Objective: The purpose of this study was to explore racial disparities in delays in treatment and type of treatment received among breast cancer patients in three North Carolina counties represented in the Carolina Community Network to Reduce Cancer Health Disparities (CCN). The CCN is a regional community‐based cancer network that aims to reduce prostate, breast and colorectal cancer disparities among adult African Americans in North Carolina.

Methods: North Carolina Central Cancer Registry data on black and white women diagnosed with breast cancer in Orange, Edgecombe, and Nash counties between 2000 and 2005 (n=1205) were used to obtained information on treatment and tumor status. Using standard guidelines for breast cancer care, delay in first course of treatment, type of treatment received, and tumor receptor status were assessed.

Results: Although within the recommended guidelines, treatment delay was longer for black breast cancer patients in comparison to white patients, regardless of stage at diagnosis. Treatment delay was highest for black patients in Edgecombe, a county with the highest proportion of blacks overall. Majority of stage I and II breast cancer patients received surgery and tended to elect for breast conservation surgery over mastectomy. Estrogen and Progesterone receptor negative breast cancers were more common in blacks than whites across the three counties, especially in Edgecombe County.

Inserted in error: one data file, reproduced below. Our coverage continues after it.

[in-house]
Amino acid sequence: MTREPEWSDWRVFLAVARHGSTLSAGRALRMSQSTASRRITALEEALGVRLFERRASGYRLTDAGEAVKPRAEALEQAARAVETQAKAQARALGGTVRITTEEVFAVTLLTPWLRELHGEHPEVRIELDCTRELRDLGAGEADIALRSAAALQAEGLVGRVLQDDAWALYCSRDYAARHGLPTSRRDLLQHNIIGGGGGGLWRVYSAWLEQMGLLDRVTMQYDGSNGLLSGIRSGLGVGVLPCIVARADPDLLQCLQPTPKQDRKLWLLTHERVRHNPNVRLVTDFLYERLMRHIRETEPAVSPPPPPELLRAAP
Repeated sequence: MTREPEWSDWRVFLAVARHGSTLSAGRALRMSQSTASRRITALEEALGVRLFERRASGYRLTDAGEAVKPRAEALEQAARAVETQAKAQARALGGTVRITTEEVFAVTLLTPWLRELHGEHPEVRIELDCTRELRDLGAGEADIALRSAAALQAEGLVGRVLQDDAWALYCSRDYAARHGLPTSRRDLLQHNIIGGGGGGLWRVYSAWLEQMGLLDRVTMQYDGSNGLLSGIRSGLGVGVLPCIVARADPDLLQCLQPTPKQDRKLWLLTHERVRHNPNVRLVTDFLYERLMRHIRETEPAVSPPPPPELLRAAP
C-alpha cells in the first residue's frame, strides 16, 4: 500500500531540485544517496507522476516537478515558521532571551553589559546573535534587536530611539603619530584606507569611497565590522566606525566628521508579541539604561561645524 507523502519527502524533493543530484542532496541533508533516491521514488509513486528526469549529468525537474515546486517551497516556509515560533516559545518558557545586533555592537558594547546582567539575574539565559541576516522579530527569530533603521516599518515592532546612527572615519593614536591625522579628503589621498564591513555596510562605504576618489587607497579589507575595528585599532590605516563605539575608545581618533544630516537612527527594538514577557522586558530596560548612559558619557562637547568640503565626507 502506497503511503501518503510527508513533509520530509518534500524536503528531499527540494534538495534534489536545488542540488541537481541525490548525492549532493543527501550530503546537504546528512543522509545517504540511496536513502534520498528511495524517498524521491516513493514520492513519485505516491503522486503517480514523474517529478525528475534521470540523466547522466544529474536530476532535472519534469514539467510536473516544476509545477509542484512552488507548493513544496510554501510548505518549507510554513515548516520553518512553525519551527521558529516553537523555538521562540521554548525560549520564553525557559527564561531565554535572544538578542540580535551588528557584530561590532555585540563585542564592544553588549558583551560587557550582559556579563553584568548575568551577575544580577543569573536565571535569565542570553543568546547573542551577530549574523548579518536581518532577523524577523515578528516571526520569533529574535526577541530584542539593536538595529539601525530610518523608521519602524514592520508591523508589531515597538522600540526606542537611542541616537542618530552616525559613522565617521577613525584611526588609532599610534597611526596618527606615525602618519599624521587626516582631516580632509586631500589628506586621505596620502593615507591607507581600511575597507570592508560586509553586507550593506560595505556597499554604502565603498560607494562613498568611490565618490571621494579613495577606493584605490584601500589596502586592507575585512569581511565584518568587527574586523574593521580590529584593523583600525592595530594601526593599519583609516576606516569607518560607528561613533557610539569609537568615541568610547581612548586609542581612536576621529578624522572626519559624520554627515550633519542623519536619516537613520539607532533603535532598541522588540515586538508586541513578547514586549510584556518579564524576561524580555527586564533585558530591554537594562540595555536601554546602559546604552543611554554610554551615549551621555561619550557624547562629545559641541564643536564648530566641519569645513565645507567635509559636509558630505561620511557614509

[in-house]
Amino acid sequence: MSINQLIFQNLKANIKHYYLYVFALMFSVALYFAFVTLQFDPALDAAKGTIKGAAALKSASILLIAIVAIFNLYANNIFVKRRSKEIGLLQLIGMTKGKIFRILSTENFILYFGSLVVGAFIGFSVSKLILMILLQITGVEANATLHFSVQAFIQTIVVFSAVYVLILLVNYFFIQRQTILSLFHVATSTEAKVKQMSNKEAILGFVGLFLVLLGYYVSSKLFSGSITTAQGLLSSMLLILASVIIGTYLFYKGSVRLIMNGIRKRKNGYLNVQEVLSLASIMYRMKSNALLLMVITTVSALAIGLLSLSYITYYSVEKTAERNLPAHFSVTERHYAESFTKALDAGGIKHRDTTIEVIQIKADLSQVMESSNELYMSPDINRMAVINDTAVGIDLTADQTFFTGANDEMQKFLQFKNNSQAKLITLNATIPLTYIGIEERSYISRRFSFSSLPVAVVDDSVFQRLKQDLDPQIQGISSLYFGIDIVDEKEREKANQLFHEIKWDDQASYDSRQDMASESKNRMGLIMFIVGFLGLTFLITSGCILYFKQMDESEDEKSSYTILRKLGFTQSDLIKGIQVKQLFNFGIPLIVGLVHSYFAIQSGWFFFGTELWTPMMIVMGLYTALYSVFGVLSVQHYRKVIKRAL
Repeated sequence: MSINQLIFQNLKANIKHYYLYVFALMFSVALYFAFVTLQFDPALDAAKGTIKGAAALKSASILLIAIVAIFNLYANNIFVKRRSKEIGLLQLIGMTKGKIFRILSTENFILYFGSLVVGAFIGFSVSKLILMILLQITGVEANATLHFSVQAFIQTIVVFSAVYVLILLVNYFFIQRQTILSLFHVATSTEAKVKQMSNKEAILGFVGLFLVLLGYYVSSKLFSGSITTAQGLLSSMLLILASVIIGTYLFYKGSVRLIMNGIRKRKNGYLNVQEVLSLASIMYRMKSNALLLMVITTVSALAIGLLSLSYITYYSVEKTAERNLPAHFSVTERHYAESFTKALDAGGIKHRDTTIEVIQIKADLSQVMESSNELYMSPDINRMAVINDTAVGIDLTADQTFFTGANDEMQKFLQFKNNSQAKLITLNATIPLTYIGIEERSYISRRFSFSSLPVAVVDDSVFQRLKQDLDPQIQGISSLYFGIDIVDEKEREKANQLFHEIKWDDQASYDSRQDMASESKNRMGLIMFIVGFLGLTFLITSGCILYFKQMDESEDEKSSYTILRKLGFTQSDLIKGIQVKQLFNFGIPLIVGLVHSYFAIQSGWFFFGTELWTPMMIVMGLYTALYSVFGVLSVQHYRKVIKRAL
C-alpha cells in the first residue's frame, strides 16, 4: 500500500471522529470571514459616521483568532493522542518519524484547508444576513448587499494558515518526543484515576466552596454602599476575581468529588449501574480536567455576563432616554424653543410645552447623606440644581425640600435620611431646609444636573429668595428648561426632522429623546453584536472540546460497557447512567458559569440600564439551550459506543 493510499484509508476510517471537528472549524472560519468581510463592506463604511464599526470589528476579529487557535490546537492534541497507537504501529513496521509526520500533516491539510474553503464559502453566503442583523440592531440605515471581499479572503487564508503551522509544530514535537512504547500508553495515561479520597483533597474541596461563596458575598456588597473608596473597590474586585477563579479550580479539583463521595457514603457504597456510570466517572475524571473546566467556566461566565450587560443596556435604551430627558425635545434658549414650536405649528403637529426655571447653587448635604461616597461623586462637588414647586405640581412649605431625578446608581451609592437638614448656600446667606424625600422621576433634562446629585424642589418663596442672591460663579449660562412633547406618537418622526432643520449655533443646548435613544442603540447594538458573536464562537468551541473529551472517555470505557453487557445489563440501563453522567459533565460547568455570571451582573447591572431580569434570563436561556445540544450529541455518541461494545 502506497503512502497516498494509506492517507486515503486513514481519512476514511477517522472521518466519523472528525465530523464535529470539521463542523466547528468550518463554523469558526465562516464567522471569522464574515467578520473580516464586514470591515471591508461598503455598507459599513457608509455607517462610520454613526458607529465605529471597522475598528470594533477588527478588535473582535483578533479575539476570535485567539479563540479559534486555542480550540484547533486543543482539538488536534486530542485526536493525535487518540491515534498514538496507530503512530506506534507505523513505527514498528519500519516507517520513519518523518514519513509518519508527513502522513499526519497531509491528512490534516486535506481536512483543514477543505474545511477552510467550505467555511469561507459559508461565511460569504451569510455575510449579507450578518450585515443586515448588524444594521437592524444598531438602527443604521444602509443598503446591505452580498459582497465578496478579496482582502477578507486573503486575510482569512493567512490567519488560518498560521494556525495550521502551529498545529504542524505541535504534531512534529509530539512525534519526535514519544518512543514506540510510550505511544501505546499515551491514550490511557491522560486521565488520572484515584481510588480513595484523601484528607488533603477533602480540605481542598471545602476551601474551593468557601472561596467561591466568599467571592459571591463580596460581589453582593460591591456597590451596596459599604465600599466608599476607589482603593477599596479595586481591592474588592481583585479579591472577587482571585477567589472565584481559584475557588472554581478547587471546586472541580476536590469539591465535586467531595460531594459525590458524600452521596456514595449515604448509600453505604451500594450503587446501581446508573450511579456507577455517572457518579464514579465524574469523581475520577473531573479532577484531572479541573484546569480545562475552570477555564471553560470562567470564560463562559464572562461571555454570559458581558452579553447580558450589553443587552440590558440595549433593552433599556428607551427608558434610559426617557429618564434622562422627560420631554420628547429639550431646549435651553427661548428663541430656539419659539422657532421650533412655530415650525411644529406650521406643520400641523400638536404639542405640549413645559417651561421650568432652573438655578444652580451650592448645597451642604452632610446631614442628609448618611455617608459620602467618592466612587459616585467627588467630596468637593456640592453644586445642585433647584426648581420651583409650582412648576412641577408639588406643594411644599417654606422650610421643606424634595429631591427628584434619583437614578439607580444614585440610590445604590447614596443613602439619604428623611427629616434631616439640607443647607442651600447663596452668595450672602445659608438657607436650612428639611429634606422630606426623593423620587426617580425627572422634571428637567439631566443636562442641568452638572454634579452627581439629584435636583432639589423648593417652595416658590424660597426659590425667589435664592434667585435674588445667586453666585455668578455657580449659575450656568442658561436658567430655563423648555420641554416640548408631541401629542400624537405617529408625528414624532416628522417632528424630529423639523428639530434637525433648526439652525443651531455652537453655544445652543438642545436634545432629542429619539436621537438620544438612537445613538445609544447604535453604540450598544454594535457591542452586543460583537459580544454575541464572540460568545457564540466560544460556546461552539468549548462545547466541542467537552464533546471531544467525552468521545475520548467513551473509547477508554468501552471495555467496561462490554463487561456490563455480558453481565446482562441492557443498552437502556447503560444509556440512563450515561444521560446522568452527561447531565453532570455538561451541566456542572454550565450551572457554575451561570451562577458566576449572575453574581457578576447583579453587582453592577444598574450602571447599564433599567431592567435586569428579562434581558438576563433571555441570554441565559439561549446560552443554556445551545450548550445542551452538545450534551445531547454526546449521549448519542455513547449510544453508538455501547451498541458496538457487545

Conclusions: Our findings suggest treatment standards are not equivalently met among black and white women. Findings warrant further research into the identified treatment delays and tumor type differences to improve survival for black women, especially those in Edgecombe County. These preliminary results suggest that patients in Edgecombe County may have a higher prevalence of the hormone receptor negative phenotype of breast cancer. This more aggressive type of breast cancer may be attributing to the higher mortality rates in comparison to the other two counties.

Citation Information: Cancer Prev Res 2010;3(1 Suppl):B12.